Previously, I thought this was finally a noble thing on his part; but on further contemplation, it's just more selfishness. HE could have ended this. Why is he making religious men do something awful, that they will have to live with, so he doesn't have to? Evidence of this interpretation comes in verse 13. They chose to spare him and row desperately toward land. They couldn't bring themselves to harm him and he still did nothing to help them.

Well well-intended, this strategy did not work because God wanted Jonah in the water. And their lack of understanding wasn't going to change God's plan. The storm got even worse.

Note to self: God plan will prevail whether I understand what's going on or not.

Finally the men cry out to the Lord. They all abandoned their own Gods and called out to Jonah's even though Jonah wouldn't even call out to Him. They begged not to perish and not to have to shed innocent blood. I take that to mean they really, really didn't want to cast Jonah out.

Of course, they finally did as the Lord ordained and threw Jonah into the sea, which immediately calmed.

At that point, they became believers. They offered sacrifices and took vows. Even though Jonah didn't seem to care about them, God used the situation to spread His Name and Fame to them.

Verse 17 covers the whole version of the story most people know- A great fish swallowed Jonah and he was in the stomach for three days and nights. Again, some might liken this to Jesus. Even Jesus references this in Matthew 12:40; but Jesus went to the cross voluntarily to save our souls. Jonah seems to have been for Jonah alone.

And although Jonah was deeply flawed, God pursued and used him. Kept him alive to fulfill his purpose. Thank you, Lord. We don't earn it and we don't deserve it; but Your Grace and Your Purpose sustain us.

And while Jonah's brand of selfishness drives me a bit batty; I need look no further than my own life for a comparison. Jonah's disobedience, selfishness, and sin hurt other people- the men on the ship, the owners of the cargo, other ships on the sea ta the time. And my disobedience, selfishness, and sin hurt others. I've eaten myself into pretty serious health problems. And while I suffer directly, I affect everyone around me. The quality and care of my family, work, church, and all of those I mean to serve suffers. Medical costs that could have gone to better purposes. And many more. It's one thing to have medical issues. It's another to continue (for years!) to make known mistakes with food that cause the known medical issues.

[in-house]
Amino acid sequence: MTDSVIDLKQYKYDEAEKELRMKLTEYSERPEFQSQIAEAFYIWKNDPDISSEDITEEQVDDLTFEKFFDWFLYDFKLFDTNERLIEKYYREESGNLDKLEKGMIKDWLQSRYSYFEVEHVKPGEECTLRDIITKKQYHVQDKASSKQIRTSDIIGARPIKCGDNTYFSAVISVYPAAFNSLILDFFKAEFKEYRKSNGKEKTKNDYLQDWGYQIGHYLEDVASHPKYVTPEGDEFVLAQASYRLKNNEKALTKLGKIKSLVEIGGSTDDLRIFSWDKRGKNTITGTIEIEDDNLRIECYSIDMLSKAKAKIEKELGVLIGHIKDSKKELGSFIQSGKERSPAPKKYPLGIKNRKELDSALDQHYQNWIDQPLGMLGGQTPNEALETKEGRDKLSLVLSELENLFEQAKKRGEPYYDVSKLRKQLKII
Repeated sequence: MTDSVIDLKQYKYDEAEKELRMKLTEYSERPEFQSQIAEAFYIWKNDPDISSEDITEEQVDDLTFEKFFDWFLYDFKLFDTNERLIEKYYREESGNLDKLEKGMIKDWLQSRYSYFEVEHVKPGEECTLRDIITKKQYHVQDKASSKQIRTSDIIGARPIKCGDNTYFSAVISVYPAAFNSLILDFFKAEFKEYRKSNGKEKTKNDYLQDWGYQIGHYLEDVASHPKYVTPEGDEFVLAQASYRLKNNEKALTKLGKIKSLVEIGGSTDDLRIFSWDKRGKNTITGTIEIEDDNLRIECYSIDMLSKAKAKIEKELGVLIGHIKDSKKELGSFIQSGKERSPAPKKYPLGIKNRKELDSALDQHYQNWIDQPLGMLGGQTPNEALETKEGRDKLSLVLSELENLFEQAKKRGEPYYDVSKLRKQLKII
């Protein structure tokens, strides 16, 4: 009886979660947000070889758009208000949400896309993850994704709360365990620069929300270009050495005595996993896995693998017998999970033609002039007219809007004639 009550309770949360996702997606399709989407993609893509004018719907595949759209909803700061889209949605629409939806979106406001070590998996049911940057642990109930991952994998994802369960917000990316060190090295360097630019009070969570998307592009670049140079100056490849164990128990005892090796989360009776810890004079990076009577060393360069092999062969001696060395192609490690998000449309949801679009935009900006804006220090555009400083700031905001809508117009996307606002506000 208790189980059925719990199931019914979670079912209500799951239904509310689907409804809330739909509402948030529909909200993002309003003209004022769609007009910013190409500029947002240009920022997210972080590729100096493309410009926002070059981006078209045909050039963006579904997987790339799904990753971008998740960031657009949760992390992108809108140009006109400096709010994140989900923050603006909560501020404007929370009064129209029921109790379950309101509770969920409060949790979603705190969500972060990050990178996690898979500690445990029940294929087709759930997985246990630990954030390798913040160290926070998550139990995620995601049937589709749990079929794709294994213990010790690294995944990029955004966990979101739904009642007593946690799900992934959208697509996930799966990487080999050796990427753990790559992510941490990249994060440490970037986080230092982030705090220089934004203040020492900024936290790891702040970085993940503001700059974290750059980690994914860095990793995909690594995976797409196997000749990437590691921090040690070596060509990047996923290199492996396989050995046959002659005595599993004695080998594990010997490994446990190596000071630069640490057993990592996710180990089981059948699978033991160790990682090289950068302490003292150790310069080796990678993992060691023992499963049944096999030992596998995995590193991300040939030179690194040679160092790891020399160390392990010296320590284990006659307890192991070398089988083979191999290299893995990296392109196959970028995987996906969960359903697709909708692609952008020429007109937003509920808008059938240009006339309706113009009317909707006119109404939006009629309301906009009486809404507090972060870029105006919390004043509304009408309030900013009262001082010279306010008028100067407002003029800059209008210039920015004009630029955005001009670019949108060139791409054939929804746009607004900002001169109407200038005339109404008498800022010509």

Who's Jonah now? (me)

Wiersbe Commentary

Wiersbe theorizes why Jonah ran from God's will. Maybe it was patriotism, maybe it was that his hometown was so far north that he had (maybe even more than once) seen how cruel the Assyrians could be. For whatever the reason, he thought God was wrong and wanted to get as far as possible away from the appointed destination.

Wiersbe also makes an interesting point about Jonah's circumstances. He points out that Jonah found a ship, had the money, and was even able to sleep during the storm. It looked like everything was going his was and that maybe even working for him. This is a problem when we look around for signs to support something we know is wrong. Such as numerology, you can add up the numbers any way you like to get the results you want, if you're looking for evidence to do wrong.

God called the Jews to be a blessing to the world. (Genesis 12: 1-3) I tend to forget that they were the original priestly nation. The whole point was for them to be God's hands and feet to bring the heart of all people back to God. Very little of their story has anything to do with that. God spends the whole time trying to get through to them, let alone have them get through to everyone else. I'm not judging. I'm afraid the same could be said about my own life. It's just a good and constant reminder that we should be a blessing to the world in the name of God.

Wiersbe says that the question in Chapter 1, verse 8 is actual a nickname they gave to him- the one who brings all the trouble. I think that's interesting.

MacArthur Commentary